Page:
In the month of April, the Academy of American Poets urges us to celebrate National Poetry Month – a unique invention that they instituted in 1996. They even provide us with 30 potential ways to celebrate. These include anything from learning to write poetry, to reading poetry, to buying poetry books.
30 Ways to Celebrate National Poetry Month
As for me, I’ve been an avid supporter of NaNoWriMo for many years. For those who still may not be familiar – that’s National Novel Writing Month. It originally began as an annual event in November which encouraged writers of all talents and experience to come together, commit to a project, and churn out at least 50,000 words by month’s end. To be fair, that is quite a feat for those of us with limited time on our hands and I’m a rare completionist, but a regular participant.
Over the years, NaNoWriMo has expanded its offerings to include 2 camps in the spring and summer months, as well as a youth program and a script writing program. These offer more flexibility than the rigid 50k commitment in November, which I can definitely appreciate. In recent years, I’ve also discovered a splinter group that calls themselves NaPoWriMo – if you haven’t guessed, that’s National Poetry Writing Month. They’ve claimed the month of April as a time to commit to writing one poem a day for the entire month. This seems like a beautiful way to celebrate National Poetry Month. Plus, it’s less daunting for someone like me. I can commit to one poem a day a lot easier than I can commit to 1,667 words a day.
So, here goes…I have a few days to make up, but I’ll be posting each of the 30 poems here throughout the month. Good, bad, or otherwise!
November has come and gone. NaNoWriMo has flown away with it. After three attempts (we won’t count those summer cabin excursions in between), I remain unsuccessful in my endeavor to write an entire novel in one month. I know people who accomplish this task, so I’m convinced that it’s possible. Somehow it escapes me each time and the questions of competency, ability and doubt plague me.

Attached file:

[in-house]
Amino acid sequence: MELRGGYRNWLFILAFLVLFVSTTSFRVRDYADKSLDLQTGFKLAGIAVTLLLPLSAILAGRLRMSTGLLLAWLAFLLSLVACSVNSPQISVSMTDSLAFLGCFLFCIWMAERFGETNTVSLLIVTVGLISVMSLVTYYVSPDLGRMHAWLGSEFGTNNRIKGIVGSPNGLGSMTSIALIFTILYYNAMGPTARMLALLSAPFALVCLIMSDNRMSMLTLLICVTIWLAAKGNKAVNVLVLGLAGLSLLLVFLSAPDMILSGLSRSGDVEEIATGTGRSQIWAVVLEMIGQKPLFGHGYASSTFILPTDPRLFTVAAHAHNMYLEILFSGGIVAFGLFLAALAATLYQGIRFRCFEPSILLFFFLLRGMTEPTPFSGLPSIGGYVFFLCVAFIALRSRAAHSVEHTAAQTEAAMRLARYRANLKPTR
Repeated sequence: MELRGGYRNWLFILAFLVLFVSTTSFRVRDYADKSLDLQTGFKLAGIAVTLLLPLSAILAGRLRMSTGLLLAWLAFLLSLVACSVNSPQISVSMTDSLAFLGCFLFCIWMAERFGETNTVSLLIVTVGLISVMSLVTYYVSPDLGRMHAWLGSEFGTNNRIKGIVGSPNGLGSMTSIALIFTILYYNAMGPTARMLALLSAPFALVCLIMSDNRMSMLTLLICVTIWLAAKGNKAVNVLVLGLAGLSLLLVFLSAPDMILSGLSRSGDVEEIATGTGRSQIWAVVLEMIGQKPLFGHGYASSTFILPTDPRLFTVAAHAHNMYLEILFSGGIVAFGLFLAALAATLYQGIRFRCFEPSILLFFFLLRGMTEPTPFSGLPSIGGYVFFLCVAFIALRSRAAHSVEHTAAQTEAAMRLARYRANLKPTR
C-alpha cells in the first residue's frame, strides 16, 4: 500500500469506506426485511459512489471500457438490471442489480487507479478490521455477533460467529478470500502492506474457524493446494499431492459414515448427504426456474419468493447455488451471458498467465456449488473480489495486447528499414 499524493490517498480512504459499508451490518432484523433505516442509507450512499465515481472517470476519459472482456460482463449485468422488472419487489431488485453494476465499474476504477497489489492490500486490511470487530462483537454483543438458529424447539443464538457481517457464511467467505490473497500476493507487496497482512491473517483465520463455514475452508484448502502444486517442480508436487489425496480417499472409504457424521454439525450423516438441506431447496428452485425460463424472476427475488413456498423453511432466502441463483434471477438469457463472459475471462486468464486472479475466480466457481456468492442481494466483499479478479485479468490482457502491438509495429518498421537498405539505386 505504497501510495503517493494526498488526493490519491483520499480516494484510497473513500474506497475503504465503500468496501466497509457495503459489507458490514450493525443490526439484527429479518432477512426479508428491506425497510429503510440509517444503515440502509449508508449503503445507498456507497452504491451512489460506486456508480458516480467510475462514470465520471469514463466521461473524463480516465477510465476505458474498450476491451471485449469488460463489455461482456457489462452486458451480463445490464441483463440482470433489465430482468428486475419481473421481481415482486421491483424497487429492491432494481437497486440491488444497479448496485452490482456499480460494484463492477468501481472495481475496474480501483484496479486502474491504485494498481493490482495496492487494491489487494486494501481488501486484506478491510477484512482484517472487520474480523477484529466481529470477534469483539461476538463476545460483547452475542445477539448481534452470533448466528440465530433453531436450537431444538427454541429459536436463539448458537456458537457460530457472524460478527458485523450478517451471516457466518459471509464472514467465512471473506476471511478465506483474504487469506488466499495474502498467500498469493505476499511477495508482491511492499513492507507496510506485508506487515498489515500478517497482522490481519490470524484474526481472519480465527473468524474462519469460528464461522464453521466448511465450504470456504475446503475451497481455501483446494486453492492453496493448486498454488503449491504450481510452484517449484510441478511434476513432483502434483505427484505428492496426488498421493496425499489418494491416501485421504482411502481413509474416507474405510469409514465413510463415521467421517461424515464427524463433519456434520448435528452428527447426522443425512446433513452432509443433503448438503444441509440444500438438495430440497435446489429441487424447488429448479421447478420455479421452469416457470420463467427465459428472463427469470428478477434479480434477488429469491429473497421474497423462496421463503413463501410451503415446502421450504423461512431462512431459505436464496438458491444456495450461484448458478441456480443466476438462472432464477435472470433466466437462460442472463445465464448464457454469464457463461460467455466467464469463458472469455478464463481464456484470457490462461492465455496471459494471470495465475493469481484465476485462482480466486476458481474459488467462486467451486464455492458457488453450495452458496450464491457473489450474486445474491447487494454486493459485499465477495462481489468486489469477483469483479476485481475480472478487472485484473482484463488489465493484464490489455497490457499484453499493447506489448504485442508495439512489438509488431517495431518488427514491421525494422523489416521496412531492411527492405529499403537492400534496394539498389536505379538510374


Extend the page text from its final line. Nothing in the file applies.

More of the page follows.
As if a struggling writer needs more of a complex. In my opinion, every writer has some kind of complex. My writing group once spent an entire evening discussing each person’s unique psychological affliction. Insomnia was a common theme. It can be hard to sleep with all of those voices in your head. Seriously, someone who hears voices in their head is typically sent to the nuthouse, yet writers get a pass on that one. It’s part of our creative nature. Right?!
So, what is it that prevents me from accomplishing this one goal? Well, to be fair, I have to admit that I have yet to actually finish any one of my novels. They dwindle out in the nether without reaching completion. My muse is fickle in her attention. She grows bored easily and flits over to the next idea. All the while telling me how terrible the previous story is going. Plot holes. One-dimensional characters. Bad dialogue. Too much description. Not enough description. Is that another adverb? You’ve used that one at least 3 times… I’m starting to wonder when my muse became my editor? Or maybe my editor is her crazy twin.
Sometimes it would be nice to silence some of those voices.
Perhaps for 2013, I’ll have to start my own tradition. How about NoWriYe? Novel Writing Year has a nice ring to it. Completion of one novel to silence the crazy lady in my head. Maybe then the next true NaNo won’t seem so out of reach. Onward!